Today, women are not yet adequately represented despite positions in the higher levels of government and decision-making being open to both genders and placement of women in the higher strata of government being encouraged. This, going by the report, is found that fewer women compared to men express interest in participating in elections as candidates.

Then there is the notion that politics is a male dominated field and that men make better politician than women. Even most women continue to have the same belief as well. A significant percent of respondents believe as well that men are better leaders compared to women. This notion, therefore, should subtly change if women are to make a difference.

However, what is heartening going by the ECB’s report is the agreed perception among the majority of respondents, who feel that there should be more women’s representation in the elective offices. This, however, won’t come easy or happen in a day.

More than facilitating women’s entry into politics and changing the present practices or systems, what is found wanting for now is attitudinal and behavioral changes against women that stems from the inherited psyche of society. It’s only after that where we can, perhaps, then envision Facebook’s Sheryl Sandberg’s world – a world where there will be no female leaders in the future, but just only leaders.

The darker side

It’s regrettable as well as very upsetting, but none the less true. Suicide is gradually creeping into our society.

Just about a month back, we saw two students in Bumthang commit suicide where the disturbing photograph depicting the deceased with graphic details was even going viral on social media like Facebook and WeChat.

The above case, however, is not the single one that many of us chanced upon. There are many more people taking their own lives for one reason or the other that we don’t hear of. About 96 suicide cases, including attempted ones, were reported to the police last year. This means that eight people committed suicide every month in a country like ours with around 750,000 people. There is definitely a reason for great concern. But what is quite thought provoking is the reason for people resorting to this mean. Are lives’ circumstances precipitating suicide in our society?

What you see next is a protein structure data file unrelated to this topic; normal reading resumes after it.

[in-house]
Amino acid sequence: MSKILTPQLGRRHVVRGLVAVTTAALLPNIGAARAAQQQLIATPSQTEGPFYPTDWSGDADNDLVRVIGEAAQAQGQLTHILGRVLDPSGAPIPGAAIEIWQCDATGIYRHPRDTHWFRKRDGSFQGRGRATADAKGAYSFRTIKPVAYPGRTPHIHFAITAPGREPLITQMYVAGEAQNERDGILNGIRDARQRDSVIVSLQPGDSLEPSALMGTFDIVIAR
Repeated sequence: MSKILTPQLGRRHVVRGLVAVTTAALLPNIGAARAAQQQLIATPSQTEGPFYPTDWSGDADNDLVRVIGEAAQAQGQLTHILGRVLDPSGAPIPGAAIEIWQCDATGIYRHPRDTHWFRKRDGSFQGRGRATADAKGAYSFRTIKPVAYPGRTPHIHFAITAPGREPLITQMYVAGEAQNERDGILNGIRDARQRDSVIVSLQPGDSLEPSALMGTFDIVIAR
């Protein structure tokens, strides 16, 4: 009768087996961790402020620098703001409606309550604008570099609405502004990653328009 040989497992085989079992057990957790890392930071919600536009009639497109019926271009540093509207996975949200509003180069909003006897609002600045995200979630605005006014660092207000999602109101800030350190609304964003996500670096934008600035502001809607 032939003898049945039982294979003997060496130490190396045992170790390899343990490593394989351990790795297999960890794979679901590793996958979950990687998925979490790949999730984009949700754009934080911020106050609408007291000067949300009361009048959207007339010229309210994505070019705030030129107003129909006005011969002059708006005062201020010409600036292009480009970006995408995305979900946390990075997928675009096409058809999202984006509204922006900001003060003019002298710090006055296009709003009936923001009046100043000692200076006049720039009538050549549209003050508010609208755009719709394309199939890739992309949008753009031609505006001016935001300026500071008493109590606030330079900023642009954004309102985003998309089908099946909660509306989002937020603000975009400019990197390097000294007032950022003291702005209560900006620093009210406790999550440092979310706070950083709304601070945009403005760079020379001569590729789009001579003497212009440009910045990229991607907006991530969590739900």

Going by the cases, it’s not only adults but also children who have the tendency to take one’s life. The rich could be prone to it and so is the ordinary person. But what we are oblivious about is that small voice that triggers such a consequence.

It’s a very disturbing trend. We proclaim ourselves as the land of Gross National Happiness (GNH). Almost every policy is centered on this concept. However, we should also not forget the fact that a chunk of our near and dear ones conclude dying as the best way out.  These are obviously not the people who seem to be happy. Are we failing in our pursuit of GNH then?

The soaring suicide cases are also a vindication of our collapsing social system. There was more altruism in the past. People sacrificed for each other. Today we don’t even know who our next neighbor is. People are becoming individualistic. In the midst of all that, poverty is high. The least trigger may send people to the extremes.Reluctant

According to scientific reports, the reasons for suicide are numerous. But it’s mostly extreme depression that sometimes drives suicidal tendencies. And as a country, we don’t have adequate experts to tackle cases of severe depression and mental disorder that may lead to suicide. Pathetically, we have negligible numbers of psychiatrist or psychologist working in the country.

Further, we even don’t know exactly how common suicide is in the country. There are no available data. Getting the correct statistics and a real study on this matter is pivotal if we are serious about tackling this issue. The time has also come, besides the training of psychiatrists to take care of severe depression and creating awareness, to place emphasis on this issue because the problem of suicide is becoming real.